The Thrillers moved to Rapid City after the regular season—such is life in the CBA—and the players dispersed before the sound of the final horn had faded on their championship season. Forward Don Collins went to France to play in Limoges, and he told Mitchell about an opening in Montpellier, with its minuscule taxes and its view of the Mediterranean. Mitchell told his mother he wanted to play in Europe. "You may as well kill me," she said.
Mitchell's older half brother was Fessor Leonard, one of Betty's two children from a previous marriage. "We were brothers, period," says Mitchell. "I never heard the words step or half until high school."
Like Mitchell, Leonard starred at a small southern school (Furman), was drafted and cut by an NBA team (the Bullets) and chased the game in Europe. On Christmas Eve in 1977, on a street in Lugano, Switzerland, Leonard was arrested and charged with assaulting an elderly woman. Leonard said that the woman appeared to be in trouble and that he was trying to offer her assistance, but she was apparently frightened by the 7'1" black man who approached her. Although charges were eventually dropped, Leonard was pilloried in the Swiss papers. He collected the critical stories and, on a February night in 1978, set fire to them and killed himself with an overdose of tranquilizers.
A decade after his brother's death, Mitchell made the painful decision that his playing in France would help the family more than hurt it, even though his mother had been so grief-stricken by Leonard's suicide that she had become gravely ill. "She really thought that once I got on the plane she would never see me again," says Mitchell.
He called his mother every couple of days from France, and guarded the opposing team's best offensive player every night. In his second season, 1988-89, Mitchell scored 28.5 points a game and Montpellier qualified for the European Cup. He was offered a contract for two more seasons, at six figures apiece. When his agent called last summer and suggested Mitchell try the Timber-wolves' rookie camp, he wavered. "I didn't think I had the desire," says Mitchell. "I didn't need another practice jersey and a slap on the back."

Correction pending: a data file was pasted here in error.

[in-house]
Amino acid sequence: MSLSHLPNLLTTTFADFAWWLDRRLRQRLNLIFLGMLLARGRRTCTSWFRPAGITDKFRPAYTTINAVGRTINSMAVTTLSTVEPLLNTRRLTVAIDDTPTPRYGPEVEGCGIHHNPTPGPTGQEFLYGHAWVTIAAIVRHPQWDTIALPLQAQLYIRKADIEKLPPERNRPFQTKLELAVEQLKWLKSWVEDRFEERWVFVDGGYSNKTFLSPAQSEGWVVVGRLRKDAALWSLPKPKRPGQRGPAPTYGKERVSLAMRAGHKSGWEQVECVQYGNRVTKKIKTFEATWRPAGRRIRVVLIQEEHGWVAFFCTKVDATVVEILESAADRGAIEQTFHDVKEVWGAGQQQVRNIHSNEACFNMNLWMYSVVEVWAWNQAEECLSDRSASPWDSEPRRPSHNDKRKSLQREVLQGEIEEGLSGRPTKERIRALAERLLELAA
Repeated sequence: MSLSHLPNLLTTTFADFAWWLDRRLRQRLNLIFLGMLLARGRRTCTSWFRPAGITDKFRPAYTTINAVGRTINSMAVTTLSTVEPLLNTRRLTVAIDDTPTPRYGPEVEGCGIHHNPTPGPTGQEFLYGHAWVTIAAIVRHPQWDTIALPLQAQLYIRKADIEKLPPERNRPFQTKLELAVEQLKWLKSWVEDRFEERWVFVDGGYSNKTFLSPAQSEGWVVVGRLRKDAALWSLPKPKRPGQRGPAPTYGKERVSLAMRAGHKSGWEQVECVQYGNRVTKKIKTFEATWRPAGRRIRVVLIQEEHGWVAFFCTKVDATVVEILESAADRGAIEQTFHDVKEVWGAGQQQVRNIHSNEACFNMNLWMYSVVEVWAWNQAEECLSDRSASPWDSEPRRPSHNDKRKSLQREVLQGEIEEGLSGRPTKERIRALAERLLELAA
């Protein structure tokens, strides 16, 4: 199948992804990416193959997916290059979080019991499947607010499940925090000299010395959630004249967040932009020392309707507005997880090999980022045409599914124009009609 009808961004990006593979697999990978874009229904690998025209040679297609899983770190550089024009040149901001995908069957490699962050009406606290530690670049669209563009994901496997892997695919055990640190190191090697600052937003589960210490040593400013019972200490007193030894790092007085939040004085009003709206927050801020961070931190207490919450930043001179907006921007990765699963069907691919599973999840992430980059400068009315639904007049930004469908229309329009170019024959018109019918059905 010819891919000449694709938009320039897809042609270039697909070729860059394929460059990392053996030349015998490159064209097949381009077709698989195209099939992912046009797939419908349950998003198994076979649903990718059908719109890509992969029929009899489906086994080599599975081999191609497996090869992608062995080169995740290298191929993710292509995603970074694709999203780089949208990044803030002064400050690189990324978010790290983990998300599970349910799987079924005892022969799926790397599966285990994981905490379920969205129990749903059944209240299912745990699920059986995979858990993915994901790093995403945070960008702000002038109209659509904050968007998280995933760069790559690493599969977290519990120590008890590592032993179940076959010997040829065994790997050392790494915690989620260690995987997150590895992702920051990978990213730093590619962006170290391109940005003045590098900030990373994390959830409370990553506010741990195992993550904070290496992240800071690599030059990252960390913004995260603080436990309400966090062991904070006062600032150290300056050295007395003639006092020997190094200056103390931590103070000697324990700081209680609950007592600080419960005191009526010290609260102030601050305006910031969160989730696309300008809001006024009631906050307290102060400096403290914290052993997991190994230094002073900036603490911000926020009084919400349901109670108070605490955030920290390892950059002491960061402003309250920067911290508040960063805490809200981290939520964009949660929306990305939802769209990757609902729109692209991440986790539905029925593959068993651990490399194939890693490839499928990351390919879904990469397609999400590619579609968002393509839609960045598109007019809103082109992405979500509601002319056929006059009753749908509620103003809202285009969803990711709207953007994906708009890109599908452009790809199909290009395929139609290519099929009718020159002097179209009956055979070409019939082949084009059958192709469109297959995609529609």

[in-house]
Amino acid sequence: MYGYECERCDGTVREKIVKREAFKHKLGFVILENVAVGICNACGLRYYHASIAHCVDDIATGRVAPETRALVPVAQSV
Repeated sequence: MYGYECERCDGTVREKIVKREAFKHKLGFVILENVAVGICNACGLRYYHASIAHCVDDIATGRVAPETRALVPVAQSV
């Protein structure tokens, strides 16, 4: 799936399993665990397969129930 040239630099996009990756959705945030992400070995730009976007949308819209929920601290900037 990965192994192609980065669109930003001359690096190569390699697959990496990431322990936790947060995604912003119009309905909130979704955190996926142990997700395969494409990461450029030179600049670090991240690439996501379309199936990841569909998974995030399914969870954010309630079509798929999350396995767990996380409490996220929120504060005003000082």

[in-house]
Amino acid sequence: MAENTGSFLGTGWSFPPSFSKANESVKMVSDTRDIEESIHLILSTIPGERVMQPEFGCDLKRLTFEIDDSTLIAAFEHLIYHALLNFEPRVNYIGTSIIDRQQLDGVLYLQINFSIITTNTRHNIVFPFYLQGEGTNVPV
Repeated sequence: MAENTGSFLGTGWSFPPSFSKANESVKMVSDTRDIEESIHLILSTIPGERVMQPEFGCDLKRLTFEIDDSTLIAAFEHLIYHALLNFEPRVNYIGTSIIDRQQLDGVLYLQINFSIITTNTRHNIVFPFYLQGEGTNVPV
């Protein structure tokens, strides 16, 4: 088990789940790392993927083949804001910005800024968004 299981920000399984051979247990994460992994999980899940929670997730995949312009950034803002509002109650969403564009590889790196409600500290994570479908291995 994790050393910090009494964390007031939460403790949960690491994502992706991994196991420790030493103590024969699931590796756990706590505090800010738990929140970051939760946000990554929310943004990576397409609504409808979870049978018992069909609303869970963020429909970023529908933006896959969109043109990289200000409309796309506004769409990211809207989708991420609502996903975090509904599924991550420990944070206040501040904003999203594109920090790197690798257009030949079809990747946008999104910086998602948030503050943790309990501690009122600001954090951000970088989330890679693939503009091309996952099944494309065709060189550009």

But once in Minneapolis, Mitchell and NBA veterans Tony Campbell and Tyrone Corbin quickly emerged as the best players in the Timberwolves' woeful camp. Mitchell began the season as a starter. Against the Jazz on Dec. 17, Musselman thrice called isolation plays for Mitchell, clearing one side of the Metrodome court for him, and three times Mitchell blew past Malone for easy baskets. When Mitchell went to the bench for a breather, the Mailman barked madly at Musselman to run the plays again.
Six days later, Milwaukee's Jack Sikma, who had knocked out Mitchell's two front teeth in an exhibition game against the Rockets in 1985, broke Mitchell's nose in a loose-ball scramble. Four days after that, Olajuwon kept twisting the protective face mask Mitchell was wearing to shield his newly broken nose, trying futilely to gain an edge against his former campmate, who was now guarding him. Minnesota won 108-91.
False teeth, a broken nose—Mitchell savors these souvenirs of the heady company he keeps. Nine minutes into his first NBA game, in Seattle on Nov. 3, Mitchell scrambled for a rebound and sprained his ankle. He immediately thought it was broken. "I worked four years to get here, and I thought it was all crashing in nine minutes," says Mitchell. "But you know, for those nine minutes, the team was winning and I was playing well. I tell you what—if it had only lasted nine minutes, it would've been worth it."